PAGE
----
Arsenal’s Chief Operational Executive, Ivan Gazidis has chosen Mikel Arteta to be the man to replace Arsene Wenger in the managerial seat. It seems that the Spaniard has beaten out almost every one of his decorated competitors to the position due to his previous involvement with the club. Gazidis wants a man who will implement the club’s values by developing young talent and setting up the side for an illustrious future.
This might just be another one of the 53-year-old’s delusions as he has had plenty during his stay at North London. Arteta is clearly an inexperienced candidate with no competence for the pressures of the job. He has served just over 2 seasons in the coaching position at Manchester City and is still due to learn the knicks and tricks of the job.
A manager is someone who not only sets the tone for the type of football the club plays but also the way in which it operates from the inside. Arteta is still only at the assistant coach stage to Pep Guardiola, let alone be a coach of any of the City youth teams.
He has still not broken through the necessary ranks to even be considered for the position. There is a lot that goes into building a competent leader. It is unbecoming of the Gunners board to cave for more familiar options rather than testing the scary waters of European football.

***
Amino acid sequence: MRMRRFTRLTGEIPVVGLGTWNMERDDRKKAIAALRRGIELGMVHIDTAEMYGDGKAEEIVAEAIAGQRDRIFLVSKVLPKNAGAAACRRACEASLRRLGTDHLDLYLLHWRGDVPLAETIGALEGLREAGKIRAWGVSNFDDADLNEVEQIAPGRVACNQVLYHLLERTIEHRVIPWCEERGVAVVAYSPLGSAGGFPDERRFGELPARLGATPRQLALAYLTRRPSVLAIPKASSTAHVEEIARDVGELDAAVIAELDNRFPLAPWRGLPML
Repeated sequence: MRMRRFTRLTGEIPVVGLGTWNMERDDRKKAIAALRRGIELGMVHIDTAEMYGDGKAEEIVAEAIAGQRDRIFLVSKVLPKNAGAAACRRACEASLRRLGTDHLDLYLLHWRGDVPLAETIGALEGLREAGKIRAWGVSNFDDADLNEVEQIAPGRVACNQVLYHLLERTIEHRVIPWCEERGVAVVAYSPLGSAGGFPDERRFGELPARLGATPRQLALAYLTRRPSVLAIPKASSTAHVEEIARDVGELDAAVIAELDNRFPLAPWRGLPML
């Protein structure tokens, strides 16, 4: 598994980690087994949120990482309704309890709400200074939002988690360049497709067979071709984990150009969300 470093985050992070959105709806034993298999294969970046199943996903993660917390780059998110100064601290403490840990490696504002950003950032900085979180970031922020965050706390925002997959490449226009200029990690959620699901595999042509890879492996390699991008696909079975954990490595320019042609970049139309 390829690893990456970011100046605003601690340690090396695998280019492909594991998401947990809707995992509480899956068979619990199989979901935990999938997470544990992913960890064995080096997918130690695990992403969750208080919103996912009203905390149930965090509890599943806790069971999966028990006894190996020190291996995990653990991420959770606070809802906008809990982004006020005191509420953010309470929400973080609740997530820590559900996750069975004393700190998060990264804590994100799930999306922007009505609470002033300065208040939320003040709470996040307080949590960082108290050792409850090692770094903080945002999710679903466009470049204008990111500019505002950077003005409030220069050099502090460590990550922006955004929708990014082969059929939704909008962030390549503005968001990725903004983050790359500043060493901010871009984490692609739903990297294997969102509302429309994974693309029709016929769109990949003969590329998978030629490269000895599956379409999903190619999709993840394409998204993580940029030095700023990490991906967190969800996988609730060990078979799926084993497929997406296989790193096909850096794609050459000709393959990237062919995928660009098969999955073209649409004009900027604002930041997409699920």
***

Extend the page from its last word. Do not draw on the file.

There is no guideline which dictates that age has anything to do with being a leader but history certainly agrees. Take a look at the prospects of Ex-Chelsea manager, Andres Villas-Boas.
Despite winning the league with FC Porto, he eventually struck out in the English top-flight and ended up in China. TSG Hoffenheim manager, Julian Nagelsmann has just started to establish himself as a top coach but remains untested in the Premier League waters.
Both of them would have been better options since they have undergone the correct training process. Arteta, on the other hand, has not.
Following into the shoes of Wenger’s 22-year reign is a mammoth task, which even veteran names like Massimiliano Allegri will find challenging to face. Not only will Arteta be heaped with the pressures of unfamiliar territory, his career as a future manager will end before it even starts.
He is still young and is taking all the right steps under Guardiola at City. Witnessing a title-winning squad and learning from one of the best managers of the modern game is far better than being thrown into a den full of lions.
Experienced campaigners like David Moyes and Louis Van Gaal could not handle it right at Manchester United, such is the arduous pressure of the top job at an English club of the stature of Arsenal or Chelsea or Manchester City. So it might not be the best idea for the Arsenal board to hand over the reins of the North London club in the fairly inexperienced hands of someone like Mikel Arteta.
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